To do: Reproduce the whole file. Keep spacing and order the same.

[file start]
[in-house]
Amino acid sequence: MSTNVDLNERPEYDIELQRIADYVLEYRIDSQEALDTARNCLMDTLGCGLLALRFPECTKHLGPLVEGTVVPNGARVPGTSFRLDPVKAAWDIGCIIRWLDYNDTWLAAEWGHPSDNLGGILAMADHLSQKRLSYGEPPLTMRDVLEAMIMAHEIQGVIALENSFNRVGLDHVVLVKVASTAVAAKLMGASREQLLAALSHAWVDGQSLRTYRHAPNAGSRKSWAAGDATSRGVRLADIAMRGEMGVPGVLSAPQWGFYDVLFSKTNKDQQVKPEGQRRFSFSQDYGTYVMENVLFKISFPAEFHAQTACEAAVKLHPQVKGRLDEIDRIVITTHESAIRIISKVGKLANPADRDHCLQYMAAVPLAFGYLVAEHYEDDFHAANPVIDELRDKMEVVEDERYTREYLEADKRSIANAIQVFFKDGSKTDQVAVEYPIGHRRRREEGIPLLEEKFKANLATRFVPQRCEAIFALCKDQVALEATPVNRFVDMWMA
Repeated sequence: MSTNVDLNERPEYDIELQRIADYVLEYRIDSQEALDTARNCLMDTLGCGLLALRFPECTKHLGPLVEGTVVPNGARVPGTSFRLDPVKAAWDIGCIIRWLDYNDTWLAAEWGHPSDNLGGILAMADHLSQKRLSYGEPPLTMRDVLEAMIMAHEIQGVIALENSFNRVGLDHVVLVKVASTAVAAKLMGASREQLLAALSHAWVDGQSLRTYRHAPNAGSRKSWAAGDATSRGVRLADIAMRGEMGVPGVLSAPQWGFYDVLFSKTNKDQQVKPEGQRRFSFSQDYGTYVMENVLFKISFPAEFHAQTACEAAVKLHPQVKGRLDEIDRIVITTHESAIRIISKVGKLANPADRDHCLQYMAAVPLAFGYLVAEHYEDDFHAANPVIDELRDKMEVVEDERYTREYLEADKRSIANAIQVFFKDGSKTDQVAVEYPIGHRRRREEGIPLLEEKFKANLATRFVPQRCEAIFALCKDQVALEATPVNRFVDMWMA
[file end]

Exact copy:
[in-house]
Amino acid sequence: MSTNVDLNERPEYDIELQRIADYVLEYRIDSQEALDTARNCLMDTLGCGLLALRFPECTKHLGPLVEGTVVPNGARVPGTSFRLDPVKAAWDIGCIIRWLDYNDTWLAAEWGHPSDNLGGILAMADHLSQKRLSYGEPPLTMRDVLEAMIMAHEIQGVIALENSFNRVGLDHVVLVKVASTAVAAKLMGASREQLLAALSHAWVDGQSLRTYRHAPNAGSRKSWAAGDATSRGVRLADIAMRGEMGVPGVLSAPQWGFYDVLFSKTNKDQQVKPEGQRRFSFSQDYGTYVMENVLFKISFPAEFHAQTACEAAVKLHPQVKGRLDEIDRIVITTHESAIRIISKVGKLANPADRDHCLQYMAAVPLAFGYLVAEHYEDDFHAANPVIDELRDKMEVVEDERYTREYLEADKRSIANAIQVFFKDGSKTDQVAVEYPIGHRRRREEGIPLLEEKFKANLATRFVPQRCEAIFALCKDQVALEATPVNRFVDMWMA
Repeated sequence: MSTNVDLNERPEYDIELQRIADYVLEYRIDSQEALDTARNCLMDTLGCGLLALRFPECTKHLGPLVEGTVVPNGARVPGTSFRLDPVKAAWDIGCIIRWLDYNDTWLAAEWGHPSDNLGGILAMADHLSQKRLSYGEPPLTMRDVLEAMIMAHEIQGVIALENSFNRVGLDHVVLVKVASTAVAAKLMGASREQLLAALSHAWVDGQSLRTYRHAPNAGSRKSWAAGDATSRGVRLADIAMRGEMGVPGVLSAPQWGFYDVLFSKTNKDQQVKPEGQRRFSFSQDYGTYVMENVLFKISFPAEFHAQTACEAAVKLHPQVKGRLDEIDRIVITTHESAIRIISKVGKLANPADRDHCLQYMAAVPLAFGYLVAEHYEDDFHAANPVIDELRDKMEVVEDERYTREYLEADKRSIANAIQVFFKDGSKTDQVAVEYPIGHRRRREEGIPLLEEKFKANLATRFVPQRCEAIFALCKDQVALEATPVNRFVDMWMA